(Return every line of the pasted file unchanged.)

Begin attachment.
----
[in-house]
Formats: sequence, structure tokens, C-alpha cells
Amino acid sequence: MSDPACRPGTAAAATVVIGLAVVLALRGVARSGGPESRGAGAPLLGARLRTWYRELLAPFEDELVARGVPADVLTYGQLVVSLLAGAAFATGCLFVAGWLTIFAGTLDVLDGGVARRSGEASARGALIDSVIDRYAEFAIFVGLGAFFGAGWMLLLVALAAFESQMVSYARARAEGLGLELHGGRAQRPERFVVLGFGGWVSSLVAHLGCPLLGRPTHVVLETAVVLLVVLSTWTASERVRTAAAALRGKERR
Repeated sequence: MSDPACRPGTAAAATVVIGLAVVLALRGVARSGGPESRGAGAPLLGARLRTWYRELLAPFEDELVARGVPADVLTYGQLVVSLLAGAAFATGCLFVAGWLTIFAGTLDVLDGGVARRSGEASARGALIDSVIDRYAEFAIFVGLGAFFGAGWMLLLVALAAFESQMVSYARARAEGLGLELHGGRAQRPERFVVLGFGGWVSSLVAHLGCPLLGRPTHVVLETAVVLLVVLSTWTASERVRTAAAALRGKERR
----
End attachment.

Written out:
[in-house]
Formats: sequence, structure tokens, C-alpha cells
Amino acid sequence: MSDPACRPGTAAAATVVIGLAVVLALRGVARSGGPESRGAGAPLLGARLRTWYRELLAPFEDELVARGVPADVLTYGQLVVSLLAGAAFATGCLFVAGWLTIFAGTLDVLDGGVARRSGEASARGALIDSVIDRYAEFAIFVGLGAFFGAGWMLLLVALAAFESQMVSYARARAEGLGLELHGGRAQRPERFVVLGFGGWVSSLVAHLGCPLLGRPTHVVLETAVVLLVVLSTWTASERVRTAAAALRGKERR
Repeated sequence: MSDPACRPGTAAAATVVIGLAVVLALRGVARSGGPESRGAGAPLLGARLRTWYRELLAPFEDELVARGVPADVLTYGQLVVSLLAGAAFATGCLFVAGWLTIFAGTLDVLDGGVARRSGEASARGALIDSVIDRYAEFAIFVGLGAFFGAGWMLLLVALAAFESQMVSYARARAEGLGLELHGGRAQRPERFVVLGFGGWVSSLVAHLGCPLLGRPTHVVLETAVVLLVVLSTWTASERVRTAAAALRGKERR